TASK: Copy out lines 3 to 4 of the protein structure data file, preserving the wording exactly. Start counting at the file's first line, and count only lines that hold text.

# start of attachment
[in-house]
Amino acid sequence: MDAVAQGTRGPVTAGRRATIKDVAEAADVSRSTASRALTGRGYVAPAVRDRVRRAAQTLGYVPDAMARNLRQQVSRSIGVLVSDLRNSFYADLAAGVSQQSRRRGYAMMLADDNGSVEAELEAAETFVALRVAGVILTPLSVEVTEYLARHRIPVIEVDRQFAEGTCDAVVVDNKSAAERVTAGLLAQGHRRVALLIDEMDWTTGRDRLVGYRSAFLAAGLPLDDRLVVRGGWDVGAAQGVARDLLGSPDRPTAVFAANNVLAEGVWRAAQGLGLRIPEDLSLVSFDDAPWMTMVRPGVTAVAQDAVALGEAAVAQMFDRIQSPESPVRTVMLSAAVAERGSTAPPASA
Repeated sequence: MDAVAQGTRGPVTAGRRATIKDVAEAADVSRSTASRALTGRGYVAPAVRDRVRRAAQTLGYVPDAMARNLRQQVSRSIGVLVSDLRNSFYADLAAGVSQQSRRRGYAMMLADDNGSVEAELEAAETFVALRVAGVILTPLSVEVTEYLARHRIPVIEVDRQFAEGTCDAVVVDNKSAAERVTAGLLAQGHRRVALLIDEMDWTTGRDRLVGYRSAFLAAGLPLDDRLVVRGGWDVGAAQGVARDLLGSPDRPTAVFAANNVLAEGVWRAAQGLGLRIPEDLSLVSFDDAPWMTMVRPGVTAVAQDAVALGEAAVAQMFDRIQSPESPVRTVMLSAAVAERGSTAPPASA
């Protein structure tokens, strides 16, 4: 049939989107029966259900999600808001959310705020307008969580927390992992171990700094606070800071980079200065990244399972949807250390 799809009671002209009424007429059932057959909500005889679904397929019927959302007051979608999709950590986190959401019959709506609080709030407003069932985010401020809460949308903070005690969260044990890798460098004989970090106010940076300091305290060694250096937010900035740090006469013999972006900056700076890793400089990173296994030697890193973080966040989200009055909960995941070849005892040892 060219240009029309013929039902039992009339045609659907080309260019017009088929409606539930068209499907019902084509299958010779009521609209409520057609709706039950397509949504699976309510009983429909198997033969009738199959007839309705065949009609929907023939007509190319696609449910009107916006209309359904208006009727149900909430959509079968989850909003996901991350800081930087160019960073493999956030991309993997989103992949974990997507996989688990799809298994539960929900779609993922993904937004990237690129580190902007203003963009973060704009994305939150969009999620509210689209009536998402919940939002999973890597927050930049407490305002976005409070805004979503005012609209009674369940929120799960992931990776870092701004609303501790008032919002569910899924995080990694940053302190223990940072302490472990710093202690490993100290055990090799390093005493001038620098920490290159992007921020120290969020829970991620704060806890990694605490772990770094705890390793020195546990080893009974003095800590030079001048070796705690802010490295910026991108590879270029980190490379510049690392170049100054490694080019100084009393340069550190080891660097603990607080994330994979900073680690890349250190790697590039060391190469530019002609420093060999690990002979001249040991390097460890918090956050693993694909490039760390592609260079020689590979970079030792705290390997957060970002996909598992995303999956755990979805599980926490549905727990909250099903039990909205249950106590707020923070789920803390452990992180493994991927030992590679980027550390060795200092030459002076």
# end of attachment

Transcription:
Repeated sequence: MDAVAQGTRGPVTAGRRATIKDVAEAADVSRSTASRALTGRGYVAPAVRDRVRRAAQTLGYVPDAMARNLRQQVSRSIGVLVSDLRNSFYADLAAGVSQQSRRRGYAMMLADDNGSVEAELEAAETFVALRVAGVILTPLSVEVTEYLARHRIPVIEVDRQFAEGTCDAVVVDNKSAAERVTAGLLAQGHRRVALLIDEMDWTTGRDRLVGYRSAFLAAGLPLDDRLVVRGGWDVGAAQGVARDLLGSPDRPTAVFAANNVLAEGVWRAAQGLGLRIPEDLSLVSFDDAPWMTMVRPGVTAVAQDAVALGEAAVAQMFDRIQSPESPVRTVMLSAAVAERGSTAPPASA
């Protein structure tokens, strides 16, 4: 049939989107029966259900999600808001959310705020307008969580927390992992171990700094606070800071980079200065990244399972949807250390 799809009671002209009424007429059932057959909500005889679904397929019927959302007051979608999709950590986190959401019959709506609080709030407003069932985010401020809460949308903070005690969260044990890798460098004989970090106010940076300091305290060694250096937010900035740090006469013999972006900056700076890793400089990173296994030697890193973080966040989200009055909960995941070849005892040892 060219240009029309013929039902039992009339045609659907080309260019017009088929409606539930068209499907019902084509299958010779009521609209409520057609709706039950397509949504699976309510009983429909198997033969009738199959007839309705065949009609929907023939007509190319696609449910009107916006209309359904208006009727149900909430959509079968989850909003996901991350800081930087160019960073493999956030991309993997989103992949974990997507996989688990799809298994539960929900779609993922993904937004990237690129580190902007203003963009973060704009994305939150969009999620509210689209009536998402919940939002999973890597927050930049407490305002976005409070805004979503005012609209009674369940929120799960992931990776870092701004609303501790008032919002569910899924995080990694940053302190223990940072302490472990710093202690490993100290055990090799390093005493001038620098920490290159992007921020120290969020829970991620704060806890990694605490772990770094705890390793020195546990080893009974003095800590030079001048070796705690802010490295910026991108590879270029980190490379510049690392170049100054490694080019100084009393340069550190080891660097603990607080994330994979900073680690890349250190790697590039060391190469530019002609420093060999690990002979001249040991390097460890918090956050693993694909490039760390592609260079020689590979970079030792705290390997957060970002996909598992995303999956755990979805599980926490549905727990909250099903039990909205249950106590707020923070789920803390452990992180493994991927030992590679980027550390060795200092030459002076």